Belfast Telegraph

Charles honours PSNI officer stabbed disarming knifeman

By Brett Campbell

A PSNI officer stabbed in the head while responding to a 999 call has received the Queen's Gallantry Medal.

The honour was bestowed on Sergeant Mark Wright (50) by the Prince of Wales at a ceremony in Buckingham Palace yesterday.

Prince Charles described the actions of the Banbridge-based policeman who sustained serious injuries while responding to a domestic disturbance in Lurgan as "unbelievable".

Other officers at the scene came under attack from petrol bombs and bricks in February 2012.

Sergeant Wright said he was "extremely humbled and honoured" to receive the decoration.

"Our job as police officers is to protect lives and to keep people safe and on that night in question I was only doing my job protecting the individuals within the house," he explained.

"I accepted this award on behalf of all my colleagues within the Police Service of Northern Ireland, as this was a team effort."

Sergeant Wright was attacked as he tried to force his way into a house in the Kilwilkie estate after a "dangerously out of control" knife-wielding man locked himself inside along with a woman and two young children.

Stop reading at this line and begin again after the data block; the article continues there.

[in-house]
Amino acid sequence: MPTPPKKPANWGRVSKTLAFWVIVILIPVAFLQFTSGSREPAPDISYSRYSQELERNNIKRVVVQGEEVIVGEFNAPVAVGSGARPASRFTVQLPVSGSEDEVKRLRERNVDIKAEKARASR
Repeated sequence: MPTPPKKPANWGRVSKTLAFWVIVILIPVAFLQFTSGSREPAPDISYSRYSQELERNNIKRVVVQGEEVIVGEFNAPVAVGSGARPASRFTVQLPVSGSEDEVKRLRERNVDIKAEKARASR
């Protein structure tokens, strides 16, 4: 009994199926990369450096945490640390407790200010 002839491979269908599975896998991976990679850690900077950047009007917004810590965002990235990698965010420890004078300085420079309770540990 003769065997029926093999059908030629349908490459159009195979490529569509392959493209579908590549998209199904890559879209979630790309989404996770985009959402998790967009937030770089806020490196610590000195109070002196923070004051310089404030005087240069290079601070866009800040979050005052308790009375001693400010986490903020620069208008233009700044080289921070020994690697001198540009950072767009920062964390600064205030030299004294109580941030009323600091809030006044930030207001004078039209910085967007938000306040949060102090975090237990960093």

He and his colleagues were responding to reports that a number of women had been assaulted in the property.

But a wrestling match ensued when the knifeman emerged from the property with two blades and attacked Sergeant Wright while attempting to stab a colleague in the throat.

Despite suffering numerous puncture wounds in the horrific incident, he refused to back down.

He managed to neutralise and handcuff the attacker and prevent further injury to others. Shortly after the incident Sergeant Wright described the extent of his injuries, which almost cost him his sight in one eye. "The cut to the back of the head cut right through the tissue, right down to my skull. There were puncture wounds to my face and forehead, narrowly missing my eye," he said.

Following the ceremony in London yesterday, where Sergeant Wright was accompanied by his parents and brother, he said: "He (Charles) said he found it unbelievable how you could do some of those things. And that we were very lucky to have people like me there to keep us safe."

But the modest sergeant said he accepted the award on behalf of his colleagues, who face similar dangers every day.

Belfast Telegraph

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